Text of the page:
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My culture counts too!

8 August, 2010

Why is it that we’re expected to follow someone else’s culture when we’re in their country (or even their household) but we don’t consider it polite to ask them to do the same? I think I’m saying this less as a Westerner and more from my own more personal cultural heritage.

For instance, I would never tell someone they were being rude by not excusing themselves from the table, slurping their soup or sniffing loudly. Yet I’ve been rebuked for not removing my shoes in a Swedish household, and I’ve seen people chastised for talking on their mobiles on Japanese public transport.

I think the problem is not that ‘they’ won’t conform to ‘our’ culture, it’s that it’s in our very culture not to make a fuss; we have just been affronted by certain behaviour but all we can do is express our feeling in disapproving glances without ever addressing the problem.

It could also be that we (as part of the broader Western culture) have no sense of cultural pride. And to be honest, why would we, if it includes eating takeaways in front of the telly, getting drunk off our faces every weekend and being too uncomfortable to show the small kindness of sharing an umbrella with someone in the pouring rain?

Being engaged to someone from a different cultural background had really opened my eyes to things from another person’s perspective, and I hope I can learn enough from this experience to be able to stand up for my own cultural beliefs and be proud of them.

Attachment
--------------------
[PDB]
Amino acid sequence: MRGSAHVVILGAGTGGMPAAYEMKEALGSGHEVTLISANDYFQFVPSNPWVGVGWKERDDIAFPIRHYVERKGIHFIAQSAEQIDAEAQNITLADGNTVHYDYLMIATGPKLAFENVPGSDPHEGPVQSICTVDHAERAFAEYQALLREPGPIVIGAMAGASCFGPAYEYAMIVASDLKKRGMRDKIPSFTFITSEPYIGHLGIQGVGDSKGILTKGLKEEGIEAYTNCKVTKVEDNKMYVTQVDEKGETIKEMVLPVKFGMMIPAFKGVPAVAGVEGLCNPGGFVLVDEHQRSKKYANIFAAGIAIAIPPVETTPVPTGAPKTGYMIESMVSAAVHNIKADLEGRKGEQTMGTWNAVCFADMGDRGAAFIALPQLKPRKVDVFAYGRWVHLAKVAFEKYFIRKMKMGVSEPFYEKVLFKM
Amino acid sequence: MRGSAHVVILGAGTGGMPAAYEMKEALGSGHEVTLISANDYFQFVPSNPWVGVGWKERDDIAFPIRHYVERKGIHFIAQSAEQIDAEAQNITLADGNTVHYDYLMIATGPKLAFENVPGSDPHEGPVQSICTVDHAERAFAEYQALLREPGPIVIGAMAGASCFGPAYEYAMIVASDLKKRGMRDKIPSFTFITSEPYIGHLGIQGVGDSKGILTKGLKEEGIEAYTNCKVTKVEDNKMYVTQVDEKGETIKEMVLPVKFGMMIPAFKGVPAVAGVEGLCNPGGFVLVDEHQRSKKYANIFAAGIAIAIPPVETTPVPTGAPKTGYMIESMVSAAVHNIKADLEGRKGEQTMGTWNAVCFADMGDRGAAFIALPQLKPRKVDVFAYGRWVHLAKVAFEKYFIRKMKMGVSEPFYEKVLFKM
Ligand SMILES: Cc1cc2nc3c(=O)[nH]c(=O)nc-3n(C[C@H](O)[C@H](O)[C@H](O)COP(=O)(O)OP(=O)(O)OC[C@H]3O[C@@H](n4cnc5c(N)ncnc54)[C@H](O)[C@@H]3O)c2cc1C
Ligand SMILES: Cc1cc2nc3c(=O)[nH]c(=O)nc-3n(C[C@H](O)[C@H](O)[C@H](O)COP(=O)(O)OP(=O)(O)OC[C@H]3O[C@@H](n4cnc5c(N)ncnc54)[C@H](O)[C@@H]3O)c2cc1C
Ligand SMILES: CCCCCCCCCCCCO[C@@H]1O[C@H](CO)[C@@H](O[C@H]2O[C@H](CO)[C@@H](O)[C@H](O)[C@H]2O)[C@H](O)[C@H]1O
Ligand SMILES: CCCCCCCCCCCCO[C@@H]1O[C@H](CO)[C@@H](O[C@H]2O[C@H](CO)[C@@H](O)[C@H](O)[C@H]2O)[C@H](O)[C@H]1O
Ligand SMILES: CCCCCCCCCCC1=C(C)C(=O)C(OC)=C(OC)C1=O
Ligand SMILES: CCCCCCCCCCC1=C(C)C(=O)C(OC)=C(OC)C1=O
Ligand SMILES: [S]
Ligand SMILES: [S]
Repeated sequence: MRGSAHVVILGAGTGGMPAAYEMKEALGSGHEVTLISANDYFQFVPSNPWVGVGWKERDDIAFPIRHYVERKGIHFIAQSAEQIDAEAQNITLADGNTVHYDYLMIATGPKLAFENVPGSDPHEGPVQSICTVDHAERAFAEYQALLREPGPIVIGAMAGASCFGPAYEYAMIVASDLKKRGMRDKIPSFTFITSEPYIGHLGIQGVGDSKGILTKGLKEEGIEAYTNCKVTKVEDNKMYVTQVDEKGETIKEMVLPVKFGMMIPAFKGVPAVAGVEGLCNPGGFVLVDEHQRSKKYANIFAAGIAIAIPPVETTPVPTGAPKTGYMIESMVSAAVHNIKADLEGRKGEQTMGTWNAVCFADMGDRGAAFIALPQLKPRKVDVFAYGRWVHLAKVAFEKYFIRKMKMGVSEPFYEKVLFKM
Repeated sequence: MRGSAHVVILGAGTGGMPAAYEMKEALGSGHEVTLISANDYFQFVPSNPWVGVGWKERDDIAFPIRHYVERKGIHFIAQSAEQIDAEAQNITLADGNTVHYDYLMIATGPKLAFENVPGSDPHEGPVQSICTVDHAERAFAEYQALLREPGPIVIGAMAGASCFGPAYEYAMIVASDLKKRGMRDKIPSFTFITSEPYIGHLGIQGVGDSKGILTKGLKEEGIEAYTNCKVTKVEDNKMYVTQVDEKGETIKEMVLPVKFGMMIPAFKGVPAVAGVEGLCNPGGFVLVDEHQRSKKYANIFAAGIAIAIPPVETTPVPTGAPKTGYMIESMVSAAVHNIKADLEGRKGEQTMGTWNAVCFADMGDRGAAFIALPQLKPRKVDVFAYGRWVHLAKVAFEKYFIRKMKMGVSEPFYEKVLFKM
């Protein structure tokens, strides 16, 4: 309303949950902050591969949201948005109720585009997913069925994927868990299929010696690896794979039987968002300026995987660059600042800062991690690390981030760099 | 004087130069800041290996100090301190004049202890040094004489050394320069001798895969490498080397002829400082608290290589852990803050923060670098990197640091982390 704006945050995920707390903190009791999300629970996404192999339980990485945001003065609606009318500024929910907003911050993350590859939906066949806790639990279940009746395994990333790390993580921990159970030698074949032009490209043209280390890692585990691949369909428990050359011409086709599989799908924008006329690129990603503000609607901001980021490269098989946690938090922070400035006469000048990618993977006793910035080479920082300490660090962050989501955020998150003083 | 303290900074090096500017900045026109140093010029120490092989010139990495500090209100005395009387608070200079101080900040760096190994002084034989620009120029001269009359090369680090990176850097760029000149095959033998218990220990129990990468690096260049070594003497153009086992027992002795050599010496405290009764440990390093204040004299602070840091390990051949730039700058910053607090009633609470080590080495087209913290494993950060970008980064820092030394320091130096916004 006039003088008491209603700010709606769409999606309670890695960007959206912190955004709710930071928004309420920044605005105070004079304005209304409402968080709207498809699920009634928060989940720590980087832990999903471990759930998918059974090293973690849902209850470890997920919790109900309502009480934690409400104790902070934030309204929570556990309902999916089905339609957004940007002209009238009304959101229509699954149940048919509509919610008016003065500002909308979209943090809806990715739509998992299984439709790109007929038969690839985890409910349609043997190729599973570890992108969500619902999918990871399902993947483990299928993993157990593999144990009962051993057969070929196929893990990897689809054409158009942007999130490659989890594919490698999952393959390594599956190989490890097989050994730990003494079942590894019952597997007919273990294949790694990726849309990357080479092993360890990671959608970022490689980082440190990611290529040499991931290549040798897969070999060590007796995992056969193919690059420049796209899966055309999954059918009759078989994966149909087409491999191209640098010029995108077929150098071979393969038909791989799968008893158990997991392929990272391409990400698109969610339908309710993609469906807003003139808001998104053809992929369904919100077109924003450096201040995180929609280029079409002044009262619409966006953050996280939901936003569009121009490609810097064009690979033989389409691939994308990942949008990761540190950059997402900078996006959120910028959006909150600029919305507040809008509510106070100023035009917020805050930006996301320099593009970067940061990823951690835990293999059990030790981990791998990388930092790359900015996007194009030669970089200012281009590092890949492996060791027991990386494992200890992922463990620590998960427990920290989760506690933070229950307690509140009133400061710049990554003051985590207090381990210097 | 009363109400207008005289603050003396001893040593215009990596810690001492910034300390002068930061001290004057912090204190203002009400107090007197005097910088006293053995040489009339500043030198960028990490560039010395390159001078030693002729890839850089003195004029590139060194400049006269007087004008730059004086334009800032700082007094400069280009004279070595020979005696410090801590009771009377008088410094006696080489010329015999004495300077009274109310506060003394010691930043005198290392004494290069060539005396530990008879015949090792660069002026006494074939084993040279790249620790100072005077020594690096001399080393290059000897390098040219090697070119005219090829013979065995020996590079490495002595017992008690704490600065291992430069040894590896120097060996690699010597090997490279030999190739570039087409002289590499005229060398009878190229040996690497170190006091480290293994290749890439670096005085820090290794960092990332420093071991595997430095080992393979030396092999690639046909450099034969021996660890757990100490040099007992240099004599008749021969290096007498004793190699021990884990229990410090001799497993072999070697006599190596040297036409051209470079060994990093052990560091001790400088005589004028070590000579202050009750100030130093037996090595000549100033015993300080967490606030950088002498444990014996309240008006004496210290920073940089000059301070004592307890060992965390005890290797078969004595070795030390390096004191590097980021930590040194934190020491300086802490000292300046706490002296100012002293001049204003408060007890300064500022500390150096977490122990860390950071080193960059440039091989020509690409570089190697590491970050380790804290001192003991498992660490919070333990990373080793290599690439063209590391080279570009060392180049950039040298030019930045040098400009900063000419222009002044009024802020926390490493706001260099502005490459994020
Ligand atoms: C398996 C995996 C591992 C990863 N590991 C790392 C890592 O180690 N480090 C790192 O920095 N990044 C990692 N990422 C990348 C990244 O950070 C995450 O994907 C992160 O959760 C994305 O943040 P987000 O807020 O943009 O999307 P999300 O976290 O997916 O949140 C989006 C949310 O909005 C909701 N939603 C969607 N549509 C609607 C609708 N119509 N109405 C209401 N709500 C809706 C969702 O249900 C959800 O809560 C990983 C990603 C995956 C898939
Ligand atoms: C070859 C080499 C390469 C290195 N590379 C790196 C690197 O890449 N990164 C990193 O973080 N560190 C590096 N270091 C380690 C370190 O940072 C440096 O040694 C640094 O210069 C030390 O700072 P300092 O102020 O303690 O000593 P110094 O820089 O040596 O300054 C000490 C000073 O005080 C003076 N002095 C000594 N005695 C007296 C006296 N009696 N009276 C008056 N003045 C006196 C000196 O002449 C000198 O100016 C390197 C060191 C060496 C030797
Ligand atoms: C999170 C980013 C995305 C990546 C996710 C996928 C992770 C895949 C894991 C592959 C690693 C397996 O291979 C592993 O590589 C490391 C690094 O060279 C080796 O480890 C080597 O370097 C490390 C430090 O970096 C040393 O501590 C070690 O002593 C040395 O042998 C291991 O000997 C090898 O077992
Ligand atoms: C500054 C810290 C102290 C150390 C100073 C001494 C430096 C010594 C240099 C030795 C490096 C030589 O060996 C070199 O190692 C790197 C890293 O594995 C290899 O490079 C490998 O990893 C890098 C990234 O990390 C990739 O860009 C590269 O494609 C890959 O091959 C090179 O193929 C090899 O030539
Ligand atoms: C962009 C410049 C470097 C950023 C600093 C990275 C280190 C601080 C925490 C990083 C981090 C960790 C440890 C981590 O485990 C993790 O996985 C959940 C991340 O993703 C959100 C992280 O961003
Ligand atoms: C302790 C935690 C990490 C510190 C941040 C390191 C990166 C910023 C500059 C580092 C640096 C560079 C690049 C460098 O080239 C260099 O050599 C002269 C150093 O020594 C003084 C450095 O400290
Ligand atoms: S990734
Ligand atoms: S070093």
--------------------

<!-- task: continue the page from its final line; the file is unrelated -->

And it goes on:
4 Comments leave one →
  1. Phoenix permalink
    8 August, 2010 21:48

    Not everything’s about culture. Given that some habits can be considered as cultural thing but as far as eating in front of a TV goes…

    …A person who lives in a glass house shouldn’t throw stones at the neighbour’s house.

  2. 8 August, 2010 21:51

    Like flowers of different hues, various cultures when strung together in a joyful harmony make a wonderful garland.


  3. Zawmb'yee permalink
    8 August, 2010 22:58

         I like your post’s cheerful ruminations about culture. Charming.
         I don’t know much about blogging. I just recently took over my friend Doug’s Poetry Blog temporarily. I grew up in a secret cave society where we use the Utd’mbts language, a concept and picture language. I thought I knew quite a bit about our culture, but ever since I’ve become an apprentice to Utcoozhoo, our shaman, and since I was made temporary High Priestess, I’ve been shocked to learn how much I don’t know about our ancient civilization. I only just found out that there is a secret palace that I didn’t even know about. The more I learn about our culture, the more I think that it will be totally incompatible with the rest of the world. Utcoozhoo wanted me to assimilate into the up-top world, but also learn about the ancient world below.
         It’s a struggle, but I like your charming approach.
             Best Wishes,
    Zawmb’yee Nuje

  4. 8 August, 2010 23:33

         Yes, you’re right: you shouldn’t have been rebuked for not removing your shoes in a Swedish household. I was rebuked once for throwing a shoe with a Swedish meatball in it. I was told I must hold onto the shoe and just let the meatball fly like from a slingshot, and told I must not hit the family dog. It was required that it land in the open mouth of the host only. These odd customs are difficult to understand.
         I enjoyed your post. Thanks.
    Free-Verse Poetry

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